Can the Commons be Universal? Embracing Linguistic Diversity at Sapporo
This week, free thinkers and open culture activists from around the world will gather in Sapporo, Japan, for the fourth global ICommons ISummit. The Summit will cover many exciting aspects of the Commons and open content movements, including open education, DIY video, and academic research on free culture.
One of the Summit’s ‘Labs,’ or working groups, is called ‘Local Content Global Commons.’ Participants will discuss the challenge of rendering the Commons movement truly universal by transcending linguistic and cultural barriers to collaboration.
Although English is still the lingua franca of most content and programming on the Internet, Chris Salzburg of ICommons points out that “it is only a matter of time, with the rapidly growing influx of Chinese and Spanish, before English users are unseated as the Internet’s leading language demographic… A global commons grounded in assumptions of a single linguistic “default” is open only in a very narrow sense, one that is increasingly at odds with the demographics of its users.”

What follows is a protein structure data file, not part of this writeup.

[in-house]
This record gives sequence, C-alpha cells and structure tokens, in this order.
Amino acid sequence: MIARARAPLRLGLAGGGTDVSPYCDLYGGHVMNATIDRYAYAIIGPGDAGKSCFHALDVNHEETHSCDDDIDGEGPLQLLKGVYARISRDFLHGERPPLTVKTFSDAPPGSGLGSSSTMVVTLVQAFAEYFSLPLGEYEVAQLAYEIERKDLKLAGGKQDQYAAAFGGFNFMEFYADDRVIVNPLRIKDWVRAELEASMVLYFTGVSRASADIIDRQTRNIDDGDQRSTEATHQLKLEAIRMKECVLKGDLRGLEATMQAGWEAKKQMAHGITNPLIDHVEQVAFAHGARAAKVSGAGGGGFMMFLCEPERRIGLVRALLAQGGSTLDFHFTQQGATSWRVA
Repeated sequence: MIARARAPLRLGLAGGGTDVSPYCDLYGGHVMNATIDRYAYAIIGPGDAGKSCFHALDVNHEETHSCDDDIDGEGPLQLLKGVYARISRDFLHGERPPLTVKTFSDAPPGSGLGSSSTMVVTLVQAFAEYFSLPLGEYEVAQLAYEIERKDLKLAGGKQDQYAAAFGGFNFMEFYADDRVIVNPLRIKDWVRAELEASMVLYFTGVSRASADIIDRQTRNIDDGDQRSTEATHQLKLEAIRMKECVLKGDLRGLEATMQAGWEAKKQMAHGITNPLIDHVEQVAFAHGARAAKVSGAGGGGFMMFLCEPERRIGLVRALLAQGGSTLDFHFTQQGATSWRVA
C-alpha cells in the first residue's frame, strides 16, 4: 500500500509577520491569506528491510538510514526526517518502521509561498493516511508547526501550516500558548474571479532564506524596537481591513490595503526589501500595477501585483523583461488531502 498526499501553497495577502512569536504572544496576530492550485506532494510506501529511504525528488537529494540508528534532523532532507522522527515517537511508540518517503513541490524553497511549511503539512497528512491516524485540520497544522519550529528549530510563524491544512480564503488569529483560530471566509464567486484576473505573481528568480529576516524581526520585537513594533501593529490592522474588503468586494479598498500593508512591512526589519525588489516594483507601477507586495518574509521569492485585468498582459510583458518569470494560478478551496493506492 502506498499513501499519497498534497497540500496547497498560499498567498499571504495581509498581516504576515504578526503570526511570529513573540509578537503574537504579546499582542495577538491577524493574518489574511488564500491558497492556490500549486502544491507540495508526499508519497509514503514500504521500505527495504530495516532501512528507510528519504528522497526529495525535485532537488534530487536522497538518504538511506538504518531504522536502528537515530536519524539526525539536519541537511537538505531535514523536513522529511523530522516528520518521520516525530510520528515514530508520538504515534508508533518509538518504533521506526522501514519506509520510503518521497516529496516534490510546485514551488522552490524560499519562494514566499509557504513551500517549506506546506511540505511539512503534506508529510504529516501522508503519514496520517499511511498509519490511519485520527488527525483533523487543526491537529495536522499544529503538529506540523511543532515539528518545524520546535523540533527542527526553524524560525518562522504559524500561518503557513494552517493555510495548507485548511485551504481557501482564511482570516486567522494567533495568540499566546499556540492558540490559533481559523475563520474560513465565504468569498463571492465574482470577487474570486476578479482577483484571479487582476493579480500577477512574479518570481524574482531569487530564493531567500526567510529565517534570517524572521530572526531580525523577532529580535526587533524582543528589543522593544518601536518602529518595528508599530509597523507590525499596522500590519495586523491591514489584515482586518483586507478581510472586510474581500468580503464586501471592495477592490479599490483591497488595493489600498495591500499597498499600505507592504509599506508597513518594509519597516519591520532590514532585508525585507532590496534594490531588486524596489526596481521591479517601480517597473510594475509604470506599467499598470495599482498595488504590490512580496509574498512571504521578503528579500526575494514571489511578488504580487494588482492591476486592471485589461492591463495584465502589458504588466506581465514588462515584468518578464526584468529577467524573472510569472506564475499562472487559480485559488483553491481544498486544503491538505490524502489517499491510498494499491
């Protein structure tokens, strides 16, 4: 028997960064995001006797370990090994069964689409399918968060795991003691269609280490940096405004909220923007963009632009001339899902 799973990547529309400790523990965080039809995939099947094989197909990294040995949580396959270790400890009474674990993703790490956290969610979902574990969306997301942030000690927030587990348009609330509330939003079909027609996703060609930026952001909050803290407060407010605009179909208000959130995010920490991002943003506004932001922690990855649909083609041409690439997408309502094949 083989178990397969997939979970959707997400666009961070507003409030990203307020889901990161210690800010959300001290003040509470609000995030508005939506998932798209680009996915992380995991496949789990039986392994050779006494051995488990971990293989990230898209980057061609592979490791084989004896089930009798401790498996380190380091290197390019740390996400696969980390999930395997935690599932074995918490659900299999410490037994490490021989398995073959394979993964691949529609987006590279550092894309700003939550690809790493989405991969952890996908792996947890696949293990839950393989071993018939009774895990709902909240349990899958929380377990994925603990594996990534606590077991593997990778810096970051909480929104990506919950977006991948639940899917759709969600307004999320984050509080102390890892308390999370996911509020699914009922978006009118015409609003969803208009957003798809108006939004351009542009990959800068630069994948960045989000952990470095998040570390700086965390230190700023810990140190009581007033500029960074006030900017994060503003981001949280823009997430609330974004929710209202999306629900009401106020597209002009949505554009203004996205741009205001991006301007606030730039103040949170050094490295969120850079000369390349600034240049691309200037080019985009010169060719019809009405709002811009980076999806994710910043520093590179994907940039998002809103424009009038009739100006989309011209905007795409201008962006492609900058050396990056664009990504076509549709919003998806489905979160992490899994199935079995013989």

In other words, until we successfully challenge the ‘language imperialism’ of English, can the Commons truly be universal? In order to explore this topic, ISummit organizers have chosen the Global Voices project as a case study. The Lingua Project at Global Voices brings together a pool of volunteer translators to expand the audience for bloggers writing in dozens of different languages, from Albanian to Farsi. Using the experiences of the Global Voices team as a framework, participants will work on creating useful tools and strategies for organizations hoping to use translated content or undertake their own translation projects. As the Commons movement acknowledges the challenges of bridging linguistic and cultural differences and continues the hard work of finding solutions, it will be exciting to see how the movement expands and deepens to reflect free culture around the globe.
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